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Partial Report is the Wrong Paradigm

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Original languageEnglish
Article number20170350
JournalPhilosophical Transactions of the Royal Society of London Series B: Biological Sciences
Issue number1755
Early online date30 Jul 2018
Accepted/In press19 Jun 2018
E-pub ahead of print30 Jul 2018
Published19 Sep 2018



King's Authors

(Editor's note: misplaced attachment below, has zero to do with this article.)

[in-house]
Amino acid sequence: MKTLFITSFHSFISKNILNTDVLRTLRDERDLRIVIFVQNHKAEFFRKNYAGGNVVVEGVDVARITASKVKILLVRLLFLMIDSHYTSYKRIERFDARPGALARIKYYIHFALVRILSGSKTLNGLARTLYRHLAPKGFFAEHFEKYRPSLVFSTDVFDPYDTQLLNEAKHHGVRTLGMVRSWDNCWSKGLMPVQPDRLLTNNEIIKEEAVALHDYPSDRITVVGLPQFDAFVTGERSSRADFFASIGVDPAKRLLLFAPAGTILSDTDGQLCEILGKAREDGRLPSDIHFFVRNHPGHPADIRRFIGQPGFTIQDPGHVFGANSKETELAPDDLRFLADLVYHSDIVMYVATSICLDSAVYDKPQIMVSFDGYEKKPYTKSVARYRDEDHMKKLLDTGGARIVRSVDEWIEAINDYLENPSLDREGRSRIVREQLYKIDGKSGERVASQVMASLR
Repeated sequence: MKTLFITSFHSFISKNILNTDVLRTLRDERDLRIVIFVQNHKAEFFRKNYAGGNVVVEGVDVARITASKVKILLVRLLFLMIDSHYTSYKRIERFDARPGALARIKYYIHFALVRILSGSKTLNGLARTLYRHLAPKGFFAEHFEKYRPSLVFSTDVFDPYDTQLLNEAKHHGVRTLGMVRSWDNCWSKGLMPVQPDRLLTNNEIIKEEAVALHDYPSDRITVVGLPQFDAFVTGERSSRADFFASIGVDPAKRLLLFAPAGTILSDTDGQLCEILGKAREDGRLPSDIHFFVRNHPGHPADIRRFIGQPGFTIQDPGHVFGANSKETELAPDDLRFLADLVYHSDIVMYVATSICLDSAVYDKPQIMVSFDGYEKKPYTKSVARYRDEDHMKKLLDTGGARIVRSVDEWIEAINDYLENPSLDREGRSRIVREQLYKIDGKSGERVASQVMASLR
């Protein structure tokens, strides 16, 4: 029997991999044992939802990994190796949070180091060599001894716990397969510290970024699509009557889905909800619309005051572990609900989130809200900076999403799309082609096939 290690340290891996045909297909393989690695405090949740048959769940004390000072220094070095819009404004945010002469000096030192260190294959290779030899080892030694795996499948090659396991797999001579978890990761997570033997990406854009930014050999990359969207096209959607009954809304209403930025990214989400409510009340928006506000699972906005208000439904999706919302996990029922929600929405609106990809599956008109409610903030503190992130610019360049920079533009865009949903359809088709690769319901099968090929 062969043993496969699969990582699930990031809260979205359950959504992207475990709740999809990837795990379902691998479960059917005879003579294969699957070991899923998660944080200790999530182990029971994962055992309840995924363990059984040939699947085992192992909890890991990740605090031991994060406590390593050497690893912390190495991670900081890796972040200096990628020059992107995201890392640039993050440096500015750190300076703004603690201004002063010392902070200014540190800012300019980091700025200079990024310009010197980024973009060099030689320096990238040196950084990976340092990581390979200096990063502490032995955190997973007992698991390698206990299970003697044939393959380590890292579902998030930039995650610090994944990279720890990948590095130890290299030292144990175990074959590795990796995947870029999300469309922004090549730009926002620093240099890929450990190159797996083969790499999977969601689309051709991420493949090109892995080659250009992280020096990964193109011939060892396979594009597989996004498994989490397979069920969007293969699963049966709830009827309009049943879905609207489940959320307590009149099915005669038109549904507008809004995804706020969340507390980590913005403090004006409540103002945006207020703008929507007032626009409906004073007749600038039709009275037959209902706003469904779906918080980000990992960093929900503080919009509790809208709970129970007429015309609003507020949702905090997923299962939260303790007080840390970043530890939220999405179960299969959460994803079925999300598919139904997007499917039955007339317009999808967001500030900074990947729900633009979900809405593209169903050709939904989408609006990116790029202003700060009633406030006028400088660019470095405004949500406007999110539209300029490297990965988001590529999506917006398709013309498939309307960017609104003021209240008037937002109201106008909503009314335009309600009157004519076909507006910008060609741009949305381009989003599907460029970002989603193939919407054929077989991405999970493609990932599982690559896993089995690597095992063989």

Is consciousness independent of the general-purpose information processes known as ‘cognitive access’? The dominant methodology for supporting this independence hypothesis appeals to partial report experiments as evidence for perceptual consciousness in the absence of cognitive access. Using a standard model of evidential support, and reviewing recent elaborations of the partial report paradigm, this article argues that the paradigm has the wrong structure to support the independence hypothesis. Like reports in general, a subject's partial report is evidence that she is conscious of information only where that information is cognitively accessed. So, partial report experiments could dissociate consciousness from cognitive access only if there were uncontroversial evidence for consciousness that did not imply reportability. There is no such evidence. An alternative, broadly Marrian methodology for supporting the independence hypothesis is suggested, and some challenges to it outlined. This methodology does not require experimental evidence for consciousness in the absence of cognitive access. Instead, it focuses on a function of perceptual consciousness when a stimulus is cognitively accessed. If the processes best suited to implement this function exclude cognitive access, the independence hypothesis will be supported. One relevant function of consciousness may be reflected in reason-based psychological explanations of a subject's behaviour.

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